The standard response, of course, is that “everyone does it” and that is supposed to count as moral justification. But, even if true, it does not. I have written about the scandals involving athletes before (some would say endlessly) and this one really doesn’t differ in kind from the rest; it is simply more sensational because of the role played by prostitutes and the involvement of high school students — and their fathers or guardians. Louisville will almost certainly be found guilty as charged. The coach and perhaps the athletics director might be fired and there will be NCAA penalties. Whatever does occur, the whole thing will soon go the way of Ohio State, Penn State, Minnesota, and scores of other schools involved in scandals. It will be forgotten. What matters here is the success of the teams and, of course, the revenue they bring in.

I have suggested in the past that all athletes at Division I universities should be paid a decent salary and treated as professionals. If they then want to attend college they can pay tuition like everyone else. If not, they can spend it as they like and gamble on the remote possibility that they will be selected in the NFL or the NBA and become Professionals with a capital “P.” But this would not begin to solve the problems that surround college athletics because, they involve such huge amounts of money and, as in this case, they also involve young people who aren’t even enrolled at the school. There is simply no way to put a stop to this sort of transgression. The demand for sports on television — where the bulk of the money is generated — is insatiable and the networks couldn’t stop broadcasting the contests even if they wanted to. And, clearly, they don’t want to. They also make huge amounts of money.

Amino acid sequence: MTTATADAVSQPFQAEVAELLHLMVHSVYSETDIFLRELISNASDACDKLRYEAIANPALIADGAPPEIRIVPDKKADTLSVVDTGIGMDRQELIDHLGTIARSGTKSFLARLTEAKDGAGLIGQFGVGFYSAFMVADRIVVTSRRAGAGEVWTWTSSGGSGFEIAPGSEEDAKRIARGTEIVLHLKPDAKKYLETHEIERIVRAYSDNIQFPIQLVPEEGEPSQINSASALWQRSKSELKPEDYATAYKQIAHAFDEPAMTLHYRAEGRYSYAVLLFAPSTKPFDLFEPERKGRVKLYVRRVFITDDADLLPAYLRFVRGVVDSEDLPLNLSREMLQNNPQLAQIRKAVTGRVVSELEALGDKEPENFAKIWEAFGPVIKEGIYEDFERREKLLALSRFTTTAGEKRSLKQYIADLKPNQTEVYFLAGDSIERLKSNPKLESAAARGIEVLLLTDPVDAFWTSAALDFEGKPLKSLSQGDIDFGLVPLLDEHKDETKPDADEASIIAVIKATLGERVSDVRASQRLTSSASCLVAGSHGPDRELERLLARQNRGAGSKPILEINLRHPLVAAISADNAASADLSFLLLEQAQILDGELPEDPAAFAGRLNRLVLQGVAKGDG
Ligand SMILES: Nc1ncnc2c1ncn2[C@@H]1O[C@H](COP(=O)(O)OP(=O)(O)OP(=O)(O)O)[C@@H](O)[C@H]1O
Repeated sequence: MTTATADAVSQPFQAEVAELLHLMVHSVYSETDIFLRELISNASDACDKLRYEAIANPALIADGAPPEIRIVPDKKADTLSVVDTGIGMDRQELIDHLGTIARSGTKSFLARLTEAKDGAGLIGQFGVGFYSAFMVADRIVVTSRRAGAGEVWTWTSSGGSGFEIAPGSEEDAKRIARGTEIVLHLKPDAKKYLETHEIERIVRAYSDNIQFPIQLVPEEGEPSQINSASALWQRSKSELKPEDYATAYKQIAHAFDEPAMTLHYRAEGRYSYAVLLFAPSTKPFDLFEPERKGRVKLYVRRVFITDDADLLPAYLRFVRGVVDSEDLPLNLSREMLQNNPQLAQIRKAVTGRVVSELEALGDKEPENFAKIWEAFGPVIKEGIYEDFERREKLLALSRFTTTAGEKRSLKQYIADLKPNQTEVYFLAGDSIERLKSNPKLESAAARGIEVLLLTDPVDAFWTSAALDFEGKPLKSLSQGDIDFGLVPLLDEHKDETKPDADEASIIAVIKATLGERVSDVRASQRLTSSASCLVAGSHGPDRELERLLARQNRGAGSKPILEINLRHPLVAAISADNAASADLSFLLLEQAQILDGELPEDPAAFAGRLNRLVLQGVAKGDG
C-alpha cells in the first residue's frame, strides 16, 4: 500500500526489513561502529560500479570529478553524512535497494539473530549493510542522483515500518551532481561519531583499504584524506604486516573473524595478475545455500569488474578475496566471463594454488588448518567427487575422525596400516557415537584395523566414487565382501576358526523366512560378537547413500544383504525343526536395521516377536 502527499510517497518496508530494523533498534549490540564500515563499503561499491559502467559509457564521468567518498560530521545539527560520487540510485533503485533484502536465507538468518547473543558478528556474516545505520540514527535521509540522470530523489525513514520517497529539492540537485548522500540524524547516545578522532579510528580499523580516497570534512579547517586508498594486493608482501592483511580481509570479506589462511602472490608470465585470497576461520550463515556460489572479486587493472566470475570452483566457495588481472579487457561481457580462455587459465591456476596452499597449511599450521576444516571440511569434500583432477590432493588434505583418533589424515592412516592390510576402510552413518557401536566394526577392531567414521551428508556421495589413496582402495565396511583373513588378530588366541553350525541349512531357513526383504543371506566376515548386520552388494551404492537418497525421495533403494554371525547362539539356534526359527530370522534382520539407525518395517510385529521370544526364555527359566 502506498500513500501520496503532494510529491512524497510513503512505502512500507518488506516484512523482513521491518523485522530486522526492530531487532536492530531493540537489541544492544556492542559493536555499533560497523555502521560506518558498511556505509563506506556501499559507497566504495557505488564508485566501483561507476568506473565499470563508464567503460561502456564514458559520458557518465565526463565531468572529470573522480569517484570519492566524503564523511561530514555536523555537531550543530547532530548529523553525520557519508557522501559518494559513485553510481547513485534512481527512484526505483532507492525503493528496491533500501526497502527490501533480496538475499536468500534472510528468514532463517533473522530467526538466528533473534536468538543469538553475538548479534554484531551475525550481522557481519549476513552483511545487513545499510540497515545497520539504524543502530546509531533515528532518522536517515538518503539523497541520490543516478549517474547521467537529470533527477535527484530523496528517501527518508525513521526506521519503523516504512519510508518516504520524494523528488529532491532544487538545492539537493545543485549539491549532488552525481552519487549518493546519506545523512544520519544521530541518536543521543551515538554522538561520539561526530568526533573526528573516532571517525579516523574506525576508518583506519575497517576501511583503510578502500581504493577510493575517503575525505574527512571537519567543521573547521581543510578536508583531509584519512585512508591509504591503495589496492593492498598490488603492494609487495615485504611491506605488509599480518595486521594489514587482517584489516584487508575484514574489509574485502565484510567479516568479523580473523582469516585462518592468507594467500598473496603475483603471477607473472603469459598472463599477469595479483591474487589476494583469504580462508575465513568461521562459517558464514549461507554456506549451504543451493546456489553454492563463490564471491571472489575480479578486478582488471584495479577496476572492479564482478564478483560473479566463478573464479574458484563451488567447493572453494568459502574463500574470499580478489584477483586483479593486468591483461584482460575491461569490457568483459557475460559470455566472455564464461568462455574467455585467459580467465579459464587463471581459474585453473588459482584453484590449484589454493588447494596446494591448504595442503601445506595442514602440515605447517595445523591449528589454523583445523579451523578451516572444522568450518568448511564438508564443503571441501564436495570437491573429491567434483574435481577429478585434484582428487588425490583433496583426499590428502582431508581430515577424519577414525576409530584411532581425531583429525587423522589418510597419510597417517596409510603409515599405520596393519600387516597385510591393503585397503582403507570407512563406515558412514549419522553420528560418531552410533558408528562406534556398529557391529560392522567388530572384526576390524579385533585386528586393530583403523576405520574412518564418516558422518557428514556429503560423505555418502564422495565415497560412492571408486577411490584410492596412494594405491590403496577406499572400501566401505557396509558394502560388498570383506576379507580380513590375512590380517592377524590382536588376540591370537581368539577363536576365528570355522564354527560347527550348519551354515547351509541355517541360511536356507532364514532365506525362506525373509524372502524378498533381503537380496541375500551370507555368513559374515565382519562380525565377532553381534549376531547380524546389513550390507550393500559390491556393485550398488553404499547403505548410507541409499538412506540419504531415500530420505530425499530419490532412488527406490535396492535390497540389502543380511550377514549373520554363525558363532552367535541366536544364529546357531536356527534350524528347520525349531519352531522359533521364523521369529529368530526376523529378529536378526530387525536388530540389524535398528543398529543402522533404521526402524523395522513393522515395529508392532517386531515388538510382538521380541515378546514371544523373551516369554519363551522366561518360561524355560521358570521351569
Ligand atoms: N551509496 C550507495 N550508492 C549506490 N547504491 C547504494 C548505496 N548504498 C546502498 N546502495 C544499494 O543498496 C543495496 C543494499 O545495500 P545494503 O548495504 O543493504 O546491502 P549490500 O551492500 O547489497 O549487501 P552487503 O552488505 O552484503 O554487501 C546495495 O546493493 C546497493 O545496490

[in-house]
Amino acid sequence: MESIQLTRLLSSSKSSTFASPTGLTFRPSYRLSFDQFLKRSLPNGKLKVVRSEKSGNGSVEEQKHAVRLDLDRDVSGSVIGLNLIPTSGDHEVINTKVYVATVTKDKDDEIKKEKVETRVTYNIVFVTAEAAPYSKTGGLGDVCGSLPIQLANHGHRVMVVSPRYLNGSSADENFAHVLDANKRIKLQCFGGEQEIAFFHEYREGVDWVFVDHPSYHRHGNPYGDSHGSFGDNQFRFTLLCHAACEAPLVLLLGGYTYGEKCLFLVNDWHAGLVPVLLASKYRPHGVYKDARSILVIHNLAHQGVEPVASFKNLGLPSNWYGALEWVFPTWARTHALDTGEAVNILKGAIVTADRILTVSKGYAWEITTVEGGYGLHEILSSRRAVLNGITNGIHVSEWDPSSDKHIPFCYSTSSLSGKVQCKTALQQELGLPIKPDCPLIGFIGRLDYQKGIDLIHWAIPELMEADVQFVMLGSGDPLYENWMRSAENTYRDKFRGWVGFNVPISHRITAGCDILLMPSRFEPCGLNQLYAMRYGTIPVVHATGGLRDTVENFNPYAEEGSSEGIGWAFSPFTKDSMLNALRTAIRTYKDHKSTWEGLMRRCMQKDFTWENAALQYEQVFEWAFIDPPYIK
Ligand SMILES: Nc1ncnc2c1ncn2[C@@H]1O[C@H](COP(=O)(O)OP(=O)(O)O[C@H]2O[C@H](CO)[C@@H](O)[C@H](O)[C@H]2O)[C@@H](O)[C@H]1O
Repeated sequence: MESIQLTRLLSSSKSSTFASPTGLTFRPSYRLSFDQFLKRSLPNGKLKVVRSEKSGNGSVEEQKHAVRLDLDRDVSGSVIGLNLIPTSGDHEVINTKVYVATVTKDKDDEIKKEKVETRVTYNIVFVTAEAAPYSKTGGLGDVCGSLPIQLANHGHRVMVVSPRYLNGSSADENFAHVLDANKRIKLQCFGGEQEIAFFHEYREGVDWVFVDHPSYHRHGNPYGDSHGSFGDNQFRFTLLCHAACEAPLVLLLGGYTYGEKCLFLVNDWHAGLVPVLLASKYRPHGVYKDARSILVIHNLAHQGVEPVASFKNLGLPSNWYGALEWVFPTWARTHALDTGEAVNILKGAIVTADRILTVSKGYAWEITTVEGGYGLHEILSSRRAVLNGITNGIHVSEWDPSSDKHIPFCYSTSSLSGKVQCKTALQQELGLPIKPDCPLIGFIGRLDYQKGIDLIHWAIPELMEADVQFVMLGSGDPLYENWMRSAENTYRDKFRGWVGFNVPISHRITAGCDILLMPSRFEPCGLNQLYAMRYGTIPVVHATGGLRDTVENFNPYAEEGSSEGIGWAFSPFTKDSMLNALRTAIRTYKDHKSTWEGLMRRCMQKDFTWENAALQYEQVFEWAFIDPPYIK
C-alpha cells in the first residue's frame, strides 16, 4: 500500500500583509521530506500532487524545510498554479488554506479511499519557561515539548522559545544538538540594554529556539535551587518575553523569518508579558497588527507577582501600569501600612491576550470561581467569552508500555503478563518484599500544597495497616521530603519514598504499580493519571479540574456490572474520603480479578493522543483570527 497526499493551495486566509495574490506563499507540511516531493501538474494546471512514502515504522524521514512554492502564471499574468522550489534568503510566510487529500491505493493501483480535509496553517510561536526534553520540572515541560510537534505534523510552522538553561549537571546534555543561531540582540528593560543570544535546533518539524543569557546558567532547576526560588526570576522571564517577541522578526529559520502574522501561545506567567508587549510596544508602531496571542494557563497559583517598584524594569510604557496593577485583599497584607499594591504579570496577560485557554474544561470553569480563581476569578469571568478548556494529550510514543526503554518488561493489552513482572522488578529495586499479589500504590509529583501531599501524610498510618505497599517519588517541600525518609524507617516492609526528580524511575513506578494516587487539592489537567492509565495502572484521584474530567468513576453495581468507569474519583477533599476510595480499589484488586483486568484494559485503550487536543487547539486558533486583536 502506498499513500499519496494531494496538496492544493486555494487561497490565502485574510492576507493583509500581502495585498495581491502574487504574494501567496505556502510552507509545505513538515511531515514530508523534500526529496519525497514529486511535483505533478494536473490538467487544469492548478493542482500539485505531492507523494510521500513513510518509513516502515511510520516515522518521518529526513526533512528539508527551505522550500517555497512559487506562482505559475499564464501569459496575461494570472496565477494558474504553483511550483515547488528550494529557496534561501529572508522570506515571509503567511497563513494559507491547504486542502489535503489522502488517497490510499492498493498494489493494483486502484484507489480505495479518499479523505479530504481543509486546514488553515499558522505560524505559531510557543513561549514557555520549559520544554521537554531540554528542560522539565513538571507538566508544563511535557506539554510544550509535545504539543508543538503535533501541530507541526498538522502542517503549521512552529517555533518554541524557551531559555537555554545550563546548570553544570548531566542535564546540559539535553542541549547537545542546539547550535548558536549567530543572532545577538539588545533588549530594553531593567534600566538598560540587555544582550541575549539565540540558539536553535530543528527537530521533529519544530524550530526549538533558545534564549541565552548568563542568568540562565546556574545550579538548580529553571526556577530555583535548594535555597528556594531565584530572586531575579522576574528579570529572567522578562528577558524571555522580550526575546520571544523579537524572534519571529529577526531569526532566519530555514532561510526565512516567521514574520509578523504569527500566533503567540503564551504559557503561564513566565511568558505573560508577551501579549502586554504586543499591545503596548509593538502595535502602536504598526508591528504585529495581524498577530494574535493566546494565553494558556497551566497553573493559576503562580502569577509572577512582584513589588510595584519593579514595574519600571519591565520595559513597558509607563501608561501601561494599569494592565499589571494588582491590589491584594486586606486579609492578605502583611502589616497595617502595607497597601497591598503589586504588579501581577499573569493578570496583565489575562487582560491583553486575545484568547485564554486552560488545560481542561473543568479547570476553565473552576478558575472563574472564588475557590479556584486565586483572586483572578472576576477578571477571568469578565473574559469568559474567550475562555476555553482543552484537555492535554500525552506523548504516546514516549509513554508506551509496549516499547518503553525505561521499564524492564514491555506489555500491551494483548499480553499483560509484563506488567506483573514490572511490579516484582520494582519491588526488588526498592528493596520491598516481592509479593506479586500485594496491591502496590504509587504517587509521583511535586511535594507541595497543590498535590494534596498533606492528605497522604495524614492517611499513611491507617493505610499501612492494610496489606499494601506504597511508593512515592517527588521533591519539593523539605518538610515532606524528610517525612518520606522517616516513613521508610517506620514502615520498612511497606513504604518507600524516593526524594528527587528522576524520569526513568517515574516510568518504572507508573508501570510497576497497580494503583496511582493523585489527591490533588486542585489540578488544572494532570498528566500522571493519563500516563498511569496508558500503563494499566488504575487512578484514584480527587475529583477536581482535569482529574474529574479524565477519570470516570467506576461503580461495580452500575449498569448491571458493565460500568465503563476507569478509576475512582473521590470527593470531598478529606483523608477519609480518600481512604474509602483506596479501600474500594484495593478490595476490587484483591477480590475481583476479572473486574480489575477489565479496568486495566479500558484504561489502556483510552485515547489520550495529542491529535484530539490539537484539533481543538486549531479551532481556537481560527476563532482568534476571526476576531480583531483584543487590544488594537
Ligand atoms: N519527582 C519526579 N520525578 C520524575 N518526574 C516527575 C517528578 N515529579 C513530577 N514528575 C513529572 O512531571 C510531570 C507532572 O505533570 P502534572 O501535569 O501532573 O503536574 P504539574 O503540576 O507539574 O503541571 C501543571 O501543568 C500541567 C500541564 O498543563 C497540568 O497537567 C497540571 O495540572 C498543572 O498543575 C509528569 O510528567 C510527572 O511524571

Didn’t Jesus warn us all long ago that avarice is the root of all evil? These issues, along with many others too numerous to mention, seem to bear this out. In any event, moralizing aside, the genie is out of the bottle and there really doesn’t seem to be any way to put it back.

Contrasting Heroes

One of the most famous of the “Great Books” that educated people read for centuries — and which has been dumped on the garbage heap recently with the rest of the books by  “dead white European males” — is The Noble Lives of the Grecians and Romans by Plutarch. The book, which in translation is about 1300 pages in length, attempts to draw parallels between the lives of famous Greeks and Romans to serve as a model of behavior  for young men growing up following the book’s appearance in the early years of the Roman Empire. Plutarch was born around 50 A..D. and while many of the biographies he wrote are now considered inaccurate, he is nonetheless praised for providing us with “a  faithful record of the historical tradition of his age.” In a word, we are given a very detailed picture of what it is that people in those days, and for generations that followed, regarded as exemplary conduct. Most of the men Plutarch wrote about were regarded as heroes, men like Solon and Pericles of Athens, Alexander of Macedon, and Julius Caesar of Rome.